An internal watchdog auditor said on Wednesday the U.S. government separated “thousands” more children than were previously known but said that a lack of comprehensive record-keeping means the exact number is unclear.
The auditor also said that at least 118 children had been separated between July 1 through Nov. 7, 2018, after the administration of President Donald Trump officially ended a ‘zero tolerance’ prosecution policy of border crossers that led to some of the separations.
Reporting by Mica Rosenberg; Editing by Susan Thomas
‘No comment’: Emails show the VA took no action to spare veterans from a harsh Trump immigration policy
The VA’s approach differs sharply from the Pentagon’s, which won an exemption for active-duty members of the military.
Top officials of the Department of Veterans Affairs declined to step in to try to exempt veterans and their families from a new immigration rule that would make it far easier to deny green cards to low-income immigrants, according to documents obtained by ProPublica under a Freedom of Information Act request.
Pilgrims gather for cosmic-like ritual in Bulgaria’s mountains
Thousands of pilgrims gathered Monday in Bulgaria's Rila mountains to welcome their "spiritual" new year with a cosmic-like dance performed in concentric circles, creating a striking image on the verdant mountain plain.
The white-clad dancers hiked up to Bulgaria's Seven Rila Lakes at an altitude of 2,100 metres (6,900 feet) and performed a special meditative dance known as "paneurhythmy" for more than an hour under the sound of singing and violins.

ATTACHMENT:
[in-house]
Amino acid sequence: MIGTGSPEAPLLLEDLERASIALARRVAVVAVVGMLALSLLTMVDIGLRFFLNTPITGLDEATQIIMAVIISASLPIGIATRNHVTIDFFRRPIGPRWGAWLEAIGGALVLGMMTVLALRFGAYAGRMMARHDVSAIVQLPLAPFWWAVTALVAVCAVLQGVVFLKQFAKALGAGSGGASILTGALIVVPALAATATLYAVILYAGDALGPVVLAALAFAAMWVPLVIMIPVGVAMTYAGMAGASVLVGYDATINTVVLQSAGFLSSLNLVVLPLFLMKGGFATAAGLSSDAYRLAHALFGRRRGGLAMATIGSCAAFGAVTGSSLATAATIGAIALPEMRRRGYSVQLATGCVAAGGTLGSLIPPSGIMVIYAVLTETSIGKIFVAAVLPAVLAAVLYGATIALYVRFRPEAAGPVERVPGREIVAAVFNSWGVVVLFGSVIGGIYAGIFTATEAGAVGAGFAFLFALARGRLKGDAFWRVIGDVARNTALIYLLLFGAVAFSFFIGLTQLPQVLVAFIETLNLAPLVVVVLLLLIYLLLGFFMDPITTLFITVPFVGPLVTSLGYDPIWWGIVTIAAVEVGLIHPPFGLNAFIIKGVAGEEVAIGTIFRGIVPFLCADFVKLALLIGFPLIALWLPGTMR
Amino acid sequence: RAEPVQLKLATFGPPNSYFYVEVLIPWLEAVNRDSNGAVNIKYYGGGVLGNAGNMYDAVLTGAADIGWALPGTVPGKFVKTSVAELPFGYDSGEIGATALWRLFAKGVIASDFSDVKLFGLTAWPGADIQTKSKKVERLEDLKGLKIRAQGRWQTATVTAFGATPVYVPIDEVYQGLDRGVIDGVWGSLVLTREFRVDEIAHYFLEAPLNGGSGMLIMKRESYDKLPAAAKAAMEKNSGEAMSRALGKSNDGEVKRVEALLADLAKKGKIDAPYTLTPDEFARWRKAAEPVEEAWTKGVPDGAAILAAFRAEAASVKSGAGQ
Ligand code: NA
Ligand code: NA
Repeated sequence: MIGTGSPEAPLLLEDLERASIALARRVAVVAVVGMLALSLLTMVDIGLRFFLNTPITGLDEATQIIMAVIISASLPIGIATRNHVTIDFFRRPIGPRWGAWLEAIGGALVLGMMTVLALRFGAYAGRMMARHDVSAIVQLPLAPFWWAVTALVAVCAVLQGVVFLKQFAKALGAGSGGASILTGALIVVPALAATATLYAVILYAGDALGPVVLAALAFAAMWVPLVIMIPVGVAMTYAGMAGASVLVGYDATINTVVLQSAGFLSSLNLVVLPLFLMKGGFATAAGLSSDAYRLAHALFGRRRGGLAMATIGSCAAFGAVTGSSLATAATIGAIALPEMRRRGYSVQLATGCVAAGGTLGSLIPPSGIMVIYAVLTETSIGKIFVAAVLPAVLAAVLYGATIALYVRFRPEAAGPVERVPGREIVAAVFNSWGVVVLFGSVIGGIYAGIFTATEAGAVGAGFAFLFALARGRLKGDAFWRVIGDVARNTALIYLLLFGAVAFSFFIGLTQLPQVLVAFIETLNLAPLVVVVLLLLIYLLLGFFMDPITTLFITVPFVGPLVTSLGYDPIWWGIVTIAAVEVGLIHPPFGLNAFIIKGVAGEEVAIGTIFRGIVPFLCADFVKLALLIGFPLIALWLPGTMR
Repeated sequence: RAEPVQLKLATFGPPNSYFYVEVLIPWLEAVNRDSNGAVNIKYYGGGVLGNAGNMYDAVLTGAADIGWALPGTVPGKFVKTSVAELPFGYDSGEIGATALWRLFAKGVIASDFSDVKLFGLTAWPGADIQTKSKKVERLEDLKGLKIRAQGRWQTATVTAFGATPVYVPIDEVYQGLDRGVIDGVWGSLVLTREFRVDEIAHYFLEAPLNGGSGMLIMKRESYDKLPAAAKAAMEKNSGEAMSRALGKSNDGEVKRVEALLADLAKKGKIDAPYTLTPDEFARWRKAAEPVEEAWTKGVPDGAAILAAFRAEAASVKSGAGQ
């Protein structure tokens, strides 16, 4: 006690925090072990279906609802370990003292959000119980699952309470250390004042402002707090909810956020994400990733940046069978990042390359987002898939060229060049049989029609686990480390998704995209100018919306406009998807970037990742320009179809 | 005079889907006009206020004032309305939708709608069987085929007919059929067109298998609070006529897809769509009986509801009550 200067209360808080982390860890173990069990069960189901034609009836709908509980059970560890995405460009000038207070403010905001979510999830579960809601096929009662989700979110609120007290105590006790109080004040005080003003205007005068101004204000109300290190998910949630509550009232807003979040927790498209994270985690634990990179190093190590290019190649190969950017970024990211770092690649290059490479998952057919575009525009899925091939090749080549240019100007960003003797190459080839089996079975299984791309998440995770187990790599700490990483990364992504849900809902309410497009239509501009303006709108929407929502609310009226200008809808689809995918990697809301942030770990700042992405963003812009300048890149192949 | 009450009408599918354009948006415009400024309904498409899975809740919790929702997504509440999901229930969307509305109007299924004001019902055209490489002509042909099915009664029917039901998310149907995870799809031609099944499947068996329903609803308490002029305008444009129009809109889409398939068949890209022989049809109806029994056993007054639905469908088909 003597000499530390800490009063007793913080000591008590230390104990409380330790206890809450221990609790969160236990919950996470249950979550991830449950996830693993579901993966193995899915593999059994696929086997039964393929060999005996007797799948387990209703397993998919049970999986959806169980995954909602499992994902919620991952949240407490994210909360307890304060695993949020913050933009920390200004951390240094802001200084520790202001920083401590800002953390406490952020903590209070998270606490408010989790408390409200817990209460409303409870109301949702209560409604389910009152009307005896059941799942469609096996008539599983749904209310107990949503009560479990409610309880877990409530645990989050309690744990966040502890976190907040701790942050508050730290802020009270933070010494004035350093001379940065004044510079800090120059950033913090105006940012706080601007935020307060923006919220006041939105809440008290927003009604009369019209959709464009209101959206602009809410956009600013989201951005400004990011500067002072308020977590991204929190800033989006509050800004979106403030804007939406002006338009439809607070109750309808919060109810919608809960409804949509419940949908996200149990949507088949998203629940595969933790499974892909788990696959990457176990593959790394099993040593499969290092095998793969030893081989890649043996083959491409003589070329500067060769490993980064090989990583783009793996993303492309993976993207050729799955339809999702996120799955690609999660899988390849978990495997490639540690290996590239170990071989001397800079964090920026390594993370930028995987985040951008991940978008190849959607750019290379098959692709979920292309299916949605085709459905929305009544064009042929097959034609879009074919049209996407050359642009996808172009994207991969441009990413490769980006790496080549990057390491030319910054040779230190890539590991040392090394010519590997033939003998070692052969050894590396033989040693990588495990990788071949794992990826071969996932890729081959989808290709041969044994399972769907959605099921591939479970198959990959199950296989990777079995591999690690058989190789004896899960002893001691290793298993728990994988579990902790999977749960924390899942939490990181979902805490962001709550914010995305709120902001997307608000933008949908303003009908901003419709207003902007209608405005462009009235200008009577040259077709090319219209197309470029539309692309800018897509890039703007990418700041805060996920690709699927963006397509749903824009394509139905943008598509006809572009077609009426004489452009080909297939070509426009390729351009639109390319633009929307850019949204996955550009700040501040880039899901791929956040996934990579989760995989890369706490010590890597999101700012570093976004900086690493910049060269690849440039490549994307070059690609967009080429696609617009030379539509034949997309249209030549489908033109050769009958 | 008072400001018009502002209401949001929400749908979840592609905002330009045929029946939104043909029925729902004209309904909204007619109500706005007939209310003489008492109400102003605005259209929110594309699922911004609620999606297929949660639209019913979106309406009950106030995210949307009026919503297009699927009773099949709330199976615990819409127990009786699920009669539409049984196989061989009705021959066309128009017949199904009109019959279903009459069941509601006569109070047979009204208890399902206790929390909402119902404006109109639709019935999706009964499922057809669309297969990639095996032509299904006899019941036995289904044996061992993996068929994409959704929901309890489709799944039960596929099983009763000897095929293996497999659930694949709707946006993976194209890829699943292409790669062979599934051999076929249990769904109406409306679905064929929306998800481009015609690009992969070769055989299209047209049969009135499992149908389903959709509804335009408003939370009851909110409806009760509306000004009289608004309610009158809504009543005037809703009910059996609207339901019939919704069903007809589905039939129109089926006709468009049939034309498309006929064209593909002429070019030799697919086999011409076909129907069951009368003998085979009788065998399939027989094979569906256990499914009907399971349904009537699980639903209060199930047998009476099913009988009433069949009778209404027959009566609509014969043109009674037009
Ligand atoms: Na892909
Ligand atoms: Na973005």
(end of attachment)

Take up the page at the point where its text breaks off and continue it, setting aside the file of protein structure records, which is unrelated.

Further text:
They are followers of the Universal White Brotherhood -- an esoteric society that combines Christianity and Indian mysticism and was founded by Bulgarian theologian Peter Deunov back in 1897 but banned during communism and still considered a sect by the country's Christian Orthodox Church.
NBA star Stephen Curry finances college golf team for six years
Three-time NBA champion Stephen Curry of the Golden State Warriors said Monday he will support the creation of Howard University's first top-level golf program for the next six years.
Curry, a six-time NBA All-Star guard and avid golfer, was inspired to make the contribution by Otis Ferguson IV, a senior at the Washington DC university who Curry met during a campus visit earlier this year.
Ferguson had been campaigning to establish a golf team at Howard. He found a backer in Curry, who decided establish men's and women's golf at the historically black college.
Two-time NBA Most Valuable Player Curry also persuaded golf equipment manufacturer Callaway to promise equipment and sport apparel giant Under Armour, who are one of his sponsors, to provide uniforms.